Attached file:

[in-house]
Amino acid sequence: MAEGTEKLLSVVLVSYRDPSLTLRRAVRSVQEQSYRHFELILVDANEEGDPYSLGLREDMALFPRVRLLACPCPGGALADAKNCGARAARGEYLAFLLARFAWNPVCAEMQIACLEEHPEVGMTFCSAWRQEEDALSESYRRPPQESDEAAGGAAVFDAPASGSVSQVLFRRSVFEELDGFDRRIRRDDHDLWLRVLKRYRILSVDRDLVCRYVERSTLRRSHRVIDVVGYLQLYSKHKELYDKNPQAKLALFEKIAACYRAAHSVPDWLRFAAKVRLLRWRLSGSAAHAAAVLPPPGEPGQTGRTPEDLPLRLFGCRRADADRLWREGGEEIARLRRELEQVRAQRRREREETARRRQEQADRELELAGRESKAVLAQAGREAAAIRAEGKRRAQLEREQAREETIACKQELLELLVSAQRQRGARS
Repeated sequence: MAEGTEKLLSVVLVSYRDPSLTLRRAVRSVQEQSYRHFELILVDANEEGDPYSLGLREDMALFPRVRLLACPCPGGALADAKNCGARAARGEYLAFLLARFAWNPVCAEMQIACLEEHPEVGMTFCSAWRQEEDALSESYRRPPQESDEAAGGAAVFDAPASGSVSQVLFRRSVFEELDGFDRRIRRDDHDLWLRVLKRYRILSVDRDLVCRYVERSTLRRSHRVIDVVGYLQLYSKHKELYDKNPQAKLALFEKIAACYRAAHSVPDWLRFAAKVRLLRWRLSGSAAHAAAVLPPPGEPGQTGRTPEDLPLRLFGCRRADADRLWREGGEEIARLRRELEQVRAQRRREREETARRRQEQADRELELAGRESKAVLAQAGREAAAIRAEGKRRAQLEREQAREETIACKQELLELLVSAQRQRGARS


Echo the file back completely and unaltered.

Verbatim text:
[in-house]
Amino acid sequence: MAEGTEKLLSVVLVSYRDPSLTLRRAVRSVQEQSYRHFELILVDANEEGDPYSLGLREDMALFPRVRLLACPCPGGALADAKNCGARAARGEYLAFLLARFAWNPVCAEMQIACLEEHPEVGMTFCSAWRQEEDALSESYRRPPQESDEAAGGAAVFDAPASGSVSQVLFRRSVFEELDGFDRRIRRDDHDLWLRVLKRYRILSVDRDLVCRYVERSTLRRSHRVIDVVGYLQLYSKHKELYDKNPQAKLALFEKIAACYRAAHSVPDWLRFAAKVRLLRWRLSGSAAHAAAVLPPPGEPGQTGRTPEDLPLRLFGCRRADADRLWREGGEEIARLRRELEQVRAQRRREREETARRRQEQADRELELAGRESKAVLAQAGREAAAIRAEGKRRAQLEREQAREETIACKQELLELLVSAQRQRGARS
Repeated sequence: MAEGTEKLLSVVLVSYRDPSLTLRRAVRSVQEQSYRHFELILVDANEEGDPYSLGLREDMALFPRVRLLACPCPGGALADAKNCGARAARGEYLAFLLARFAWNPVCAEMQIACLEEHPEVGMTFCSAWRQEEDALSESYRRPPQESDEAAGGAAVFDAPASGSVSQVLFRRSVFEELDGFDRRIRRDDHDLWLRVLKRYRILSVDRDLVCRYVERSTLRRSHRVIDVVGYLQLYSKHKELYDKNPQAKLALFEKIAACYRAAHSVPDWLRFAAKVRLLRWRLSGSAAHAAAVLPPPGEPGQTGRTPEDLPLRLFGCRRADADRLWREGGEEIARLRRELEQVRAQRRREREETARRRQEQADRELELAGRESKAVLAQAGREAAAIRAEGKRRAQLEREQAREETIACKQELLELLVSAQRQRGARS